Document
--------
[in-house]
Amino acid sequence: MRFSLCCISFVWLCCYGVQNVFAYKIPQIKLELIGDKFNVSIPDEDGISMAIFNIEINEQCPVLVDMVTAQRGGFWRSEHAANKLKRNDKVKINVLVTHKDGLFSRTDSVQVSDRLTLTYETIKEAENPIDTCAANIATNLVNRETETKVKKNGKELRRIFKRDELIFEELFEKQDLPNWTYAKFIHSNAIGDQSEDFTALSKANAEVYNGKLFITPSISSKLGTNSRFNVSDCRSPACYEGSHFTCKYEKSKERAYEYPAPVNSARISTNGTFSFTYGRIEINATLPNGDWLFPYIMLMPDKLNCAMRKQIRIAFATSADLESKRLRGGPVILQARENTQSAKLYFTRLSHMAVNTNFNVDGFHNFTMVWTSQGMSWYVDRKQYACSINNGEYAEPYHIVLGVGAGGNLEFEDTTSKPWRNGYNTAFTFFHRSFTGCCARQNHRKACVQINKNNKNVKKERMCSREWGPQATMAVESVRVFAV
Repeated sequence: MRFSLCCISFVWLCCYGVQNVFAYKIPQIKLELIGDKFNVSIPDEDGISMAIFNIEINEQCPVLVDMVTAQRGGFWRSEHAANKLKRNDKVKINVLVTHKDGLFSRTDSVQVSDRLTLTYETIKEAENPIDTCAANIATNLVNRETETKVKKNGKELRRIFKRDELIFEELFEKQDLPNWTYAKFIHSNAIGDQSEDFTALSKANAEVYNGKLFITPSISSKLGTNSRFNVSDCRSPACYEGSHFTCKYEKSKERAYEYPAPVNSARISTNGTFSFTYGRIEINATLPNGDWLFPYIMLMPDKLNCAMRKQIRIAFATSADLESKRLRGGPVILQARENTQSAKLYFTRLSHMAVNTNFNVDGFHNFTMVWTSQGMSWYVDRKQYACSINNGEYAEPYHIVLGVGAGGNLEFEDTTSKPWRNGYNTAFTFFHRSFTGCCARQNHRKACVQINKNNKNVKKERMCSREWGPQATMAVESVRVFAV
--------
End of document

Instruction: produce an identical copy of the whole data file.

[in-house]
Amino acid sequence: MRFSLCCISFVWLCCYGVQNVFAYKIPQIKLELIGDKFNVSIPDEDGISMAIFNIEINEQCPVLVDMVTAQRGGFWRSEHAANKLKRNDKVKINVLVTHKDGLFSRTDSVQVSDRLTLTYETIKEAENPIDTCAANIATNLVNRETETKVKKNGKELRRIFKRDELIFEELFEKQDLPNWTYAKFIHSNAIGDQSEDFTALSKANAEVYNGKLFITPSISSKLGTNSRFNVSDCRSPACYEGSHFTCKYEKSKERAYEYPAPVNSARISTNGTFSFTYGRIEINATLPNGDWLFPYIMLMPDKLNCAMRKQIRIAFATSADLESKRLRGGPVILQARENTQSAKLYFTRLSHMAVNTNFNVDGFHNFTMVWTSQGMSWYVDRKQYACSINNGEYAEPYHIVLGVGAGGNLEFEDTTSKPWRNGYNTAFTFFHRSFTGCCARQNHRKACVQINKNNKNVKKERMCSREWGPQATMAVESVRVFAV
Repeated sequence: MRFSLCCISFVWLCCYGVQNVFAYKIPQIKLELIGDKFNVSIPDEDGISMAIFNIEINEQCPVLVDMVTAQRGGFWRSEHAANKLKRNDKVKINVLVTHKDGLFSRTDSVQVSDRLTLTYETIKEAENPIDTCAANIATNLVNRETETKVKKNGKELRRIFKRDELIFEELFEKQDLPNWTYAKFIHSNAIGDQSEDFTALSKANAEVYNGKLFITPSISSKLGTNSRFNVSDCRSPACYEGSHFTCKYEKSKERAYEYPAPVNSARISTNGTFSFTYGRIEINATLPNGDWLFPYIMLMPDKLNCAMRKQIRIAFATSADLESKRLRGGPVILQARENTQSAKLYFTRLSHMAVNTNFNVDGFHNFTMVWTSQGMSWYVDRKQYACSINNGEYAEPYHIVLGVGAGGNLEFEDTTSKPWRNGYNTAFTFFHRSFTGCCARQNHRKACVQINKNNKNVKKERMCSREWGPQATMAVESVRVFAV